The in-universe reason given during the initial planning of the show was that time itself varies depending on both speed and gravity. Because of this, different areas of the universe may have different flows of time, and the old method of telling time only worked well when Earth was the constant.
"They marked off sections on a pictorial depiction of the known
universe and extrapolated how much earth time would elapse when
traveling between given points, taking into account that the
Enterprise's warp engines would be violating Einstein's theory that
nothing could exceed the speed of light. They concluded that the 'time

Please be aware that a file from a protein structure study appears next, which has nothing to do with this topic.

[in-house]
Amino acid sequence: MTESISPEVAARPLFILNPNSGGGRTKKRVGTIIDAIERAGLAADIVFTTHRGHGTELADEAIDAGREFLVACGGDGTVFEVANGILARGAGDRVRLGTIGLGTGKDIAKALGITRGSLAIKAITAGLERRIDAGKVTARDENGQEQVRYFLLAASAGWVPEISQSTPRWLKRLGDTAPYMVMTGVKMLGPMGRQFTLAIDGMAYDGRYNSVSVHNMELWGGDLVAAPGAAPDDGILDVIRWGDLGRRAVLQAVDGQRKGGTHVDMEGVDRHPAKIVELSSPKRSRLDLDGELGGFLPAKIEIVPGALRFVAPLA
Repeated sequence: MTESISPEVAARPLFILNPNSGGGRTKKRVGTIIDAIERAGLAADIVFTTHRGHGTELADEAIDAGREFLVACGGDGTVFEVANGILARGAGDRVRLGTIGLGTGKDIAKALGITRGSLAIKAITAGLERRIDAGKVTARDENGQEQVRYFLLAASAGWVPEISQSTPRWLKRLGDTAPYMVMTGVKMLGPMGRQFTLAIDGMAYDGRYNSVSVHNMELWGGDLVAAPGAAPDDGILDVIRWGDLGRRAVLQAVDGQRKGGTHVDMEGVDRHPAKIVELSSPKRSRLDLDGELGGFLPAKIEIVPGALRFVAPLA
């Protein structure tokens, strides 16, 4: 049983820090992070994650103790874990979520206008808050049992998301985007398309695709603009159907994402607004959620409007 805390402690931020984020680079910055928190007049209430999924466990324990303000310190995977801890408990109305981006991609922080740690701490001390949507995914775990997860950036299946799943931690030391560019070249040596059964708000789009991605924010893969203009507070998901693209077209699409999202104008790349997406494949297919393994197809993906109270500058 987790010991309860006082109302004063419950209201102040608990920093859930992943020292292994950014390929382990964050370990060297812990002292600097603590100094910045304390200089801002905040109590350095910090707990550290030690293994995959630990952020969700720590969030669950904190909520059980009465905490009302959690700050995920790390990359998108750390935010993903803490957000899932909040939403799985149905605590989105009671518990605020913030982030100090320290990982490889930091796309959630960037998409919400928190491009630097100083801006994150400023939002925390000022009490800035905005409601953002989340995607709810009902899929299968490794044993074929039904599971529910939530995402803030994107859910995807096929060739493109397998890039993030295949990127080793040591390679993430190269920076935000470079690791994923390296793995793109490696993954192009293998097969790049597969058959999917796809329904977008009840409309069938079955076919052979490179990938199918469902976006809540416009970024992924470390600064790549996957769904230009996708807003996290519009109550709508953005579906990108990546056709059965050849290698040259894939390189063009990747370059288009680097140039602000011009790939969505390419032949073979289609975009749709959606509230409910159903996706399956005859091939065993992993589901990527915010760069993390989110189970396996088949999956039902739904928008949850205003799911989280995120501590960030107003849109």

continuum' would therefore vary from place to place, and that earth
time may actually be lost in travel. 'So the stardate on Earth would
be one thing, but the stardate on Alpha Centauri would be different,'
- Gene Roddenberry: The Myth and the Man Behind Star Trek
In answering these questions, I came up with the statement that "this
time system adjusts for shifts in relative time which occur due to the
vessel's speed and space warp capability. It has little relationship
to Earth's time as we know it. One hour aboard the U.S.S. Enterprise
at different times may equal as little as three Earth hours. The star
dates specified in the log entry must be computed against the speed of
the vessel, the space warp, and its position within our galaxy, in
order to give a meaningful reading." Therefore star date would be one
thing at one point in the galaxy and something else again at another
point in the galaxy.
- The Making of Star Trek